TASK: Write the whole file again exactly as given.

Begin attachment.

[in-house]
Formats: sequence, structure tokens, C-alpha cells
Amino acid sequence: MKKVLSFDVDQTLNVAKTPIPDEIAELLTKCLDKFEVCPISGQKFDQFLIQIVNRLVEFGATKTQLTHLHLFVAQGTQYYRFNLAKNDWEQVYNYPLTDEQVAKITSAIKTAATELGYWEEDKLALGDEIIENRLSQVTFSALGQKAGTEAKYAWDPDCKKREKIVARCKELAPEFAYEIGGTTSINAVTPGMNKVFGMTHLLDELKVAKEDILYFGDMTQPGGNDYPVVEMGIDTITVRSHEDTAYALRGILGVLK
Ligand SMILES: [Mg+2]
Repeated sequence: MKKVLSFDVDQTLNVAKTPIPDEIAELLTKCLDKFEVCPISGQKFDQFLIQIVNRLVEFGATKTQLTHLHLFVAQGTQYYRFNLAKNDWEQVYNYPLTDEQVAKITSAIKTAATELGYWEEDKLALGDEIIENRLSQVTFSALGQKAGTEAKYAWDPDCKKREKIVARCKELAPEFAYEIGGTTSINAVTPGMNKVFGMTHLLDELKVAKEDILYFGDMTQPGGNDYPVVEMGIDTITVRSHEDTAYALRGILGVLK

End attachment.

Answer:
[in-house]
Formats: sequence, structure tokens, C-alpha cells
Amino acid sequence: MKKVLSFDVDQTLNVAKTPIPDEIAELLTKCLDKFEVCPISGQKFDQFLIQIVNRLVEFGATKTQLTHLHLFVAQGTQYYRFNLAKNDWEQVYNYPLTDEQVAKITSAIKTAATELGYWEEDKLALGDEIIENRLSQVTFSALGQKAGTEAKYAWDPDCKKREKIVARCKELAPEFAYEIGGTTSINAVTPGMNKVFGMTHLLDELKVAKEDILYFGDMTQPGGNDYPVVEMGIDTITVRSHEDTAYALRGILGVLK
Ligand SMILES: [Mg+2]
Repeated sequence: MKKVLSFDVDQTLNVAKTPIPDEIAELLTKCLDKFEVCPISGQKFDQFLIQIVNRLVEFGATKTQLTHLHLFVAQGTQYYRFNLAKNDWEQVYNYPLTDEQVAKITSAIKTAATELGYWEEDKLALGDEIIENRLSQVTFSALGQKAGTEAKYAWDPDCKKREKIVARCKELAPEFAYEIGGTTSINAVTPGMNKVFGMTHLLDELKVAKEDILYFGDMTQPGGNDYPVVEMGIDTITVRSHEDTAYALRGILGVLK